France’s new President François Hollande recently announced that French troops will withdraw from Afghanistan by the end of 2012, one year earlier than initially planned. Until recently, Hollande has remained relatively mooted in terms of his overall defence policy. His election was won on the arguably more urgent economic crisis than it was for his stance on getting soldiers out of the desert.
Despite this, the most divisive issue confronting him is perhaps now not the Eurozone debate, but instead responding to the heightening atrocities in Syria. Some commentators have suggested that the withdrawal from Afghanistan is a cynical move to enable him to justify intervention in Syria. Whether this is the route that should be taken is as much a bone of contention for all French citizens as it is for their new head of state. What is known is that real action, be it political, economic or military-led, must be carried out quickly as each day sees new reports emerge of fatalities.
A point asserted by French Foreign Minister Laurent Fabius is that he will call on the UN Security Council to make mediator Kofi Annan’s Syria peace plan mandatory. This would be achieved through the implementation of the UN’s Chapter Seven provision, which permits the use of force.
The type of support the French could provide has not been disclosed, but what is likely is that – as in Libya – France could support the intervention through attempted air dominance, beginning with electronic strikes to disable the ground-to-air defences Syria currently holds in its deck.
As we know, air power played the deciding role in Libya. In the words of Lieutenant-General Charles Bouchard, Commander of the NATO operations in Libya, “the use of attack helicopters [provided] the NATO operation with additional flexibility to track and engage pro-Gadhafi forces who deliberately [targeted] civilians and [attempted] to hide in populated areas.”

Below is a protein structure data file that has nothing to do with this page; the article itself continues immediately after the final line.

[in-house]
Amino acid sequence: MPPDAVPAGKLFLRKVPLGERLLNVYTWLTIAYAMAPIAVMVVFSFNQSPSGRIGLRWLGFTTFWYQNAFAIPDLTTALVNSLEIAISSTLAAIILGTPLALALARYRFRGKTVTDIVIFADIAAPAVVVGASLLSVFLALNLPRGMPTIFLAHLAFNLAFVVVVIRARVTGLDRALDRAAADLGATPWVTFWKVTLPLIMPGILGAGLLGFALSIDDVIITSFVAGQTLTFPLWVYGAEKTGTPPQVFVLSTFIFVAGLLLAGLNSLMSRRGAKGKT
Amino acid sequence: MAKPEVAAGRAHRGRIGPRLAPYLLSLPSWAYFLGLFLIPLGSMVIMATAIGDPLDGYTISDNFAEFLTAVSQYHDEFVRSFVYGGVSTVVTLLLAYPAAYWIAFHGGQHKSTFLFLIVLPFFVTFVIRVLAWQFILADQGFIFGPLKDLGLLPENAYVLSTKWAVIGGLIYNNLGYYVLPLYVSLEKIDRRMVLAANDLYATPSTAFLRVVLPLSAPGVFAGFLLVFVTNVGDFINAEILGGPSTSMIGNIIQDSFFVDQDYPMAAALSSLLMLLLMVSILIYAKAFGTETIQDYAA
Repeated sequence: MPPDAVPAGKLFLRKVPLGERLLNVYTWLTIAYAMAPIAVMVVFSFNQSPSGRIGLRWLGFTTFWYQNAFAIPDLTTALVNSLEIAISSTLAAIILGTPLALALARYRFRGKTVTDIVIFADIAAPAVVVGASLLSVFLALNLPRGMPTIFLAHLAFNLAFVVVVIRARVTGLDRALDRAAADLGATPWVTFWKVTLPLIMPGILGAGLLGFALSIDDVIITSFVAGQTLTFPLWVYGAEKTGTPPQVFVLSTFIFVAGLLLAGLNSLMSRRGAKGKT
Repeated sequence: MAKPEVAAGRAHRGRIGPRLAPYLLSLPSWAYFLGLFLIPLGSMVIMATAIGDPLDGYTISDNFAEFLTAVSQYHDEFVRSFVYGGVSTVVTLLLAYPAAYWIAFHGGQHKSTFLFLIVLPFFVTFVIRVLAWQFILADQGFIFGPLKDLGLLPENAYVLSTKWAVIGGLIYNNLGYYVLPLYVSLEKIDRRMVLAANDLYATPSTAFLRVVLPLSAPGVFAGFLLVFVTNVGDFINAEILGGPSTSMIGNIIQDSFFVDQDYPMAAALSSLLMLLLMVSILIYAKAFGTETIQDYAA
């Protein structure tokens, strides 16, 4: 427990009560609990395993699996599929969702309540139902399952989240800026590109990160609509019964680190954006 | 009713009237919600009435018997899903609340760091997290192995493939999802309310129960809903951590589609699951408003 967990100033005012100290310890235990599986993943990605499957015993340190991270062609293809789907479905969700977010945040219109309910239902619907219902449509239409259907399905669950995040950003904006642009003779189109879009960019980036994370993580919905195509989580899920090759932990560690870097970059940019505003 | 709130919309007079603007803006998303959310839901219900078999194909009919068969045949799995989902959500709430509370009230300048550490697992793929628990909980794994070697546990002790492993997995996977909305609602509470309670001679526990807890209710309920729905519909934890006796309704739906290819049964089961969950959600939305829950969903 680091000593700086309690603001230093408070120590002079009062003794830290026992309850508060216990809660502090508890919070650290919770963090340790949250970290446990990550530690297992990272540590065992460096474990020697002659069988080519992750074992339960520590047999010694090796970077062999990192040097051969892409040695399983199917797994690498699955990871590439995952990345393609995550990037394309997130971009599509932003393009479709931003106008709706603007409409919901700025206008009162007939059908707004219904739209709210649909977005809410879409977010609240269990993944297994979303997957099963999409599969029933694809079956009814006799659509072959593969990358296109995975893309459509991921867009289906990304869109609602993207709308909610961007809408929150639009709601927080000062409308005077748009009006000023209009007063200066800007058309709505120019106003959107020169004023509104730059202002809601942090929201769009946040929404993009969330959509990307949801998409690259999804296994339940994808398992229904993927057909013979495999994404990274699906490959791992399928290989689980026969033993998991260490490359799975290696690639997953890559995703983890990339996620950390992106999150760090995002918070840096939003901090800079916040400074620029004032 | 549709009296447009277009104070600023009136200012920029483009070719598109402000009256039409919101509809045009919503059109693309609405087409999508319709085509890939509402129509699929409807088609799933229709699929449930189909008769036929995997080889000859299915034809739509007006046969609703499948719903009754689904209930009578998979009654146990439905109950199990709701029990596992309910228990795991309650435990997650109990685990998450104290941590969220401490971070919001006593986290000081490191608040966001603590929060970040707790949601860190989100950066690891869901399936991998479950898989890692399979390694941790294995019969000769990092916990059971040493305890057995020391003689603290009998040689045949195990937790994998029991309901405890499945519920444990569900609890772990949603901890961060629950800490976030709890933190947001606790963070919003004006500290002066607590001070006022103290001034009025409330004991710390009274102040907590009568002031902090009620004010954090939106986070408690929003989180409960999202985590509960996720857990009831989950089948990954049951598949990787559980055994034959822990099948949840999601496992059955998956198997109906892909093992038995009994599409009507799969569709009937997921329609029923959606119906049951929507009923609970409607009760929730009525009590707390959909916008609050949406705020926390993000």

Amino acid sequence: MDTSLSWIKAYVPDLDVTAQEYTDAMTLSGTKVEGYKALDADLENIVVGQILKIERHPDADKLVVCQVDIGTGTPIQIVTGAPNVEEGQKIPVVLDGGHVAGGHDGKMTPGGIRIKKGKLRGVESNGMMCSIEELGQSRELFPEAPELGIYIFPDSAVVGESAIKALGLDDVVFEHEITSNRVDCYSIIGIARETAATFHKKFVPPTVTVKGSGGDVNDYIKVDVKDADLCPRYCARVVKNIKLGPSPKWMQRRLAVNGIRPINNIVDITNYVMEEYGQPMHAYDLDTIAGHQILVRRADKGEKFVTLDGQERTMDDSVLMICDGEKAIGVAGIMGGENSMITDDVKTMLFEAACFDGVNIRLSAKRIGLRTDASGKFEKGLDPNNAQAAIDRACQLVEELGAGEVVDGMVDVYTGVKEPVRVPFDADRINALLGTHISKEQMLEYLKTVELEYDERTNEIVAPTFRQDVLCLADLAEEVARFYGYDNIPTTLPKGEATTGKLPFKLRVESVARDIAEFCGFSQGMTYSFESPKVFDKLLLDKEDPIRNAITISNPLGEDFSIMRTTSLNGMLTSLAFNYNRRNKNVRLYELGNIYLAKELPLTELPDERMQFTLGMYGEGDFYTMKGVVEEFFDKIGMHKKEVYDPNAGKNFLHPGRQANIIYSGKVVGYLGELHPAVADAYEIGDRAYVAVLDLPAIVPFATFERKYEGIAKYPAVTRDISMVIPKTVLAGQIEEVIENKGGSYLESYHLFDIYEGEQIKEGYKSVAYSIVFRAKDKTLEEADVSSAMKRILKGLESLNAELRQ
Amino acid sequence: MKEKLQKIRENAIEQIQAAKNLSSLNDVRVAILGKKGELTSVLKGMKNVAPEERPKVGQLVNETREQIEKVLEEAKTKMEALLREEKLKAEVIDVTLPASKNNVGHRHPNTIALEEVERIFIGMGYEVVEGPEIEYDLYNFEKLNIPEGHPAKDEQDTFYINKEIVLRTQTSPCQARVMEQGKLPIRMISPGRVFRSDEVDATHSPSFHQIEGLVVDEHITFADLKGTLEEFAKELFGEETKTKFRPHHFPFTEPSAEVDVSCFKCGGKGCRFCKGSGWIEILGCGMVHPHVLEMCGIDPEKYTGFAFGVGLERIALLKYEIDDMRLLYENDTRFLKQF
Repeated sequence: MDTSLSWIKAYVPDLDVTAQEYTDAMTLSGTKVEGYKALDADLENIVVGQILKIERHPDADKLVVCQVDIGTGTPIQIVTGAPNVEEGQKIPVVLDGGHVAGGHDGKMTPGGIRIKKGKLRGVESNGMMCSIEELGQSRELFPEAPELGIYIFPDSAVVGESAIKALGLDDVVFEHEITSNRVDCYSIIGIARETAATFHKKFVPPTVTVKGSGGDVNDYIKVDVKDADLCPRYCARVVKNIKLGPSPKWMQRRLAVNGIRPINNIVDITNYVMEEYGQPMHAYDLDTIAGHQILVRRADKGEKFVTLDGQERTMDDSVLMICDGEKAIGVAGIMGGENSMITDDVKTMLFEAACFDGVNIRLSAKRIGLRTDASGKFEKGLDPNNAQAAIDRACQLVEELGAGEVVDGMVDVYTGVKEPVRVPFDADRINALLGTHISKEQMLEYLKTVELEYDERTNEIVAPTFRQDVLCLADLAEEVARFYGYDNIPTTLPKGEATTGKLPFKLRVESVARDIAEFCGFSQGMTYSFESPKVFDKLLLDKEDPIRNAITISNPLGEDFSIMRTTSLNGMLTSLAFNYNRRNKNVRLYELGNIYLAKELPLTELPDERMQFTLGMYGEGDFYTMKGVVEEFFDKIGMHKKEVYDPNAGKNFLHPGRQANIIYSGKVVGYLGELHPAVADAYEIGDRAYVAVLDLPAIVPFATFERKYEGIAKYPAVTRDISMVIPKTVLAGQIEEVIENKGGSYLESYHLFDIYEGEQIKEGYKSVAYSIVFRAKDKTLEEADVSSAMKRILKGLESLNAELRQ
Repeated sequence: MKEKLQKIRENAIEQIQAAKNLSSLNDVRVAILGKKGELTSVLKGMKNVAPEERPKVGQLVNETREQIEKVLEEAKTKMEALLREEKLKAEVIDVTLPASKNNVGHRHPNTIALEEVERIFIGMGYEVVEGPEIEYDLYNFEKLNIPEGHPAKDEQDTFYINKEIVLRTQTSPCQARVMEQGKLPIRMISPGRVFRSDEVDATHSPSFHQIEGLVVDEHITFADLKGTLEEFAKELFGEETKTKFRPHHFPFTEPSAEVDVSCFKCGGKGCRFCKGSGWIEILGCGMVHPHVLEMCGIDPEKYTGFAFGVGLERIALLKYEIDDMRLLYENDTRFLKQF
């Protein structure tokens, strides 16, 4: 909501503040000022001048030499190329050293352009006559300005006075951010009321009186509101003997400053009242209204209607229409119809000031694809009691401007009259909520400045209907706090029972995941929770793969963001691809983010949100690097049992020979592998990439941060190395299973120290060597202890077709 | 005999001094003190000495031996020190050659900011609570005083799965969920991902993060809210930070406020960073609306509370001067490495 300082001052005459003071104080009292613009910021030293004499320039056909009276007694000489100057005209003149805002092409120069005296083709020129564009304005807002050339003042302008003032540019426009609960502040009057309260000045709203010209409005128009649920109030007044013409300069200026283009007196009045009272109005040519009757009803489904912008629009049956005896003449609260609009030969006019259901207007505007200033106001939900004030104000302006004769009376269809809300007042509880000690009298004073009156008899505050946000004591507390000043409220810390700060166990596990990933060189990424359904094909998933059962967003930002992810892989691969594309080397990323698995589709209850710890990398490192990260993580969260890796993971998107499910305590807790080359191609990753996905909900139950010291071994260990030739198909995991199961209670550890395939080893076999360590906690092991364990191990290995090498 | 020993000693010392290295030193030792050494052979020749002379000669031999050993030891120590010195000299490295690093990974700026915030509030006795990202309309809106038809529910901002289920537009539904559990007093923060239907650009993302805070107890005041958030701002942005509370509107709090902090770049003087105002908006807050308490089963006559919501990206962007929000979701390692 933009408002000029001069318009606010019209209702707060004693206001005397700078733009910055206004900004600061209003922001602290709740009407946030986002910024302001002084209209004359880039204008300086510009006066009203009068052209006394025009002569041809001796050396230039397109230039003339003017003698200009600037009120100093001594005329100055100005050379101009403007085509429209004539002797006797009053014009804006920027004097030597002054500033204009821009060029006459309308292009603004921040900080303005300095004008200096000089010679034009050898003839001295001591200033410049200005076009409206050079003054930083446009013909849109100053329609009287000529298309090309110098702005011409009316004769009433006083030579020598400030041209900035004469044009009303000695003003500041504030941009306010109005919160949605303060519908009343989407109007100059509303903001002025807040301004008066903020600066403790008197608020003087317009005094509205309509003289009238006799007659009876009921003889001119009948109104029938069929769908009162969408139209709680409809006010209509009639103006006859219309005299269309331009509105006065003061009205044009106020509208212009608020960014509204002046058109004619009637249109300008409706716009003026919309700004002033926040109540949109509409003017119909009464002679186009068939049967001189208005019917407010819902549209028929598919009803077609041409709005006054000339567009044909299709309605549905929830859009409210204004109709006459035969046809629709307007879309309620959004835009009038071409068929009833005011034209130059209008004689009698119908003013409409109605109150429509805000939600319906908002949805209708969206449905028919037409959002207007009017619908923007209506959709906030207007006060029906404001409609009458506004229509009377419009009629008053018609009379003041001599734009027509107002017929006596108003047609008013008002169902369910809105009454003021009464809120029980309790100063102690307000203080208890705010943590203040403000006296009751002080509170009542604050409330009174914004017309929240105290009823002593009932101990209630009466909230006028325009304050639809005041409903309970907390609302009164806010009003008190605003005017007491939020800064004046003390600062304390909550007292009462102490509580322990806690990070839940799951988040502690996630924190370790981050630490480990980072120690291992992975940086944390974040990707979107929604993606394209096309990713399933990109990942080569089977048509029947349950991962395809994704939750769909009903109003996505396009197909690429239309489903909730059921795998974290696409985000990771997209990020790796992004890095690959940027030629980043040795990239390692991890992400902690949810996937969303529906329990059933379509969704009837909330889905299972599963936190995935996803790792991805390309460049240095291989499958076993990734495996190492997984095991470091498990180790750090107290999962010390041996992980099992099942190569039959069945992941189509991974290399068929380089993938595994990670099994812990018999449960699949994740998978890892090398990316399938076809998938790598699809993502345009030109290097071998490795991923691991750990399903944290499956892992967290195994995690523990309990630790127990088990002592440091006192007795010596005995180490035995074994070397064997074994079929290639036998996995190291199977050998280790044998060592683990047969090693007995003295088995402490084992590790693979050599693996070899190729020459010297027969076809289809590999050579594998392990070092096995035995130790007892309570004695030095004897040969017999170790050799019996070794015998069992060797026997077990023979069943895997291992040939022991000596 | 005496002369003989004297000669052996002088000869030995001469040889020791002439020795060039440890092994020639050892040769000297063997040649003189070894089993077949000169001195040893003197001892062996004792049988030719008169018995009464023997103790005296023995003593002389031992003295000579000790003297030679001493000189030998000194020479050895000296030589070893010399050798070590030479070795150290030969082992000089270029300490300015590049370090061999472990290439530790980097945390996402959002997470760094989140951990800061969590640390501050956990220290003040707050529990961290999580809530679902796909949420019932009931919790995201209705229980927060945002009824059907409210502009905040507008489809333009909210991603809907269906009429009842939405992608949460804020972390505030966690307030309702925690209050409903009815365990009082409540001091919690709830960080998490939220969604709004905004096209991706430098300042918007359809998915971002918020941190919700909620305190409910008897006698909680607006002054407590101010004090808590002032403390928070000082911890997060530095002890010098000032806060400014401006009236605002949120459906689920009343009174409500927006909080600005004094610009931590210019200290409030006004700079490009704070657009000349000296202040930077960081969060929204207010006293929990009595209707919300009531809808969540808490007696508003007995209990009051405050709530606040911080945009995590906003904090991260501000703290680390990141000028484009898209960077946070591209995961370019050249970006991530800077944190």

As mentioned in my previous article on the subject, attack helicopters provide a level of accuracy and firepower not necessarily possible with high flying, high speed fighter jets. Of course, Assad has just lost out on several new units of the Russian Mi-35 owing to NATO’s stance on arms coming into the country.
While Syria is obviously a different conflict it is not known just how much NATO’s aerial tactics would need to re-adapt between last year’s mission and this new theoretical intervention. We hear time and again that Syria is not simply a stone’s throw from Libya, but that it instead presents a more genuine risk of loss of life among troops. Would Hollande roll the die so early into his career given the impact that such publicity has on the home front? Would his left-wing supporters back the exchange of one conflict for another? And would France’s significant Muslim population (now 10 per cent of the total) see him as an aggressive dabbler in the affairs of the Middle East, or as a saviour of the downtrodden?
Air Assets and Spec Ops
The industry will be playing close attention to developments in Syria and the use of attack helicopters, EW capabilities, fast jets and early warning systems. Several different rotary wing platforms, for example, could already be lined up: the British with their Apaches, the French with the Eurocopter Tigers or Aérospatiale Gazelles, and the Italian’s Agusta A129 Mangustas – all itching to again prove their worth.
There is also the new kid on the block – Turkey’s home-grown T129, based on the Agusta A129 Mangusta, which could see Syria as the ideal testing ground to advertise its capabilities to the defence market. The Turkish Army could also bag vital operational lessons, which those with an eye on Kurdish relations would be wise to consider.
While speculation remains over how to deal with Bashar al-Assad’s arsenal, one thing that is known is that intervening nations will do all they can to avoid ground engagement beyond Special Force operations, so as to wage a more covert, low-risk and impersonal fight. As strategic analyst James Farwell has mentioned recently, it is thought by some that French COS task forces may already be working their way through Syria’s streets.
Hollande need only look to his US counterpart to see just how a left-leaning leader can indeed operate an aggressive campaign without coming across as a hawk to his supporters at home.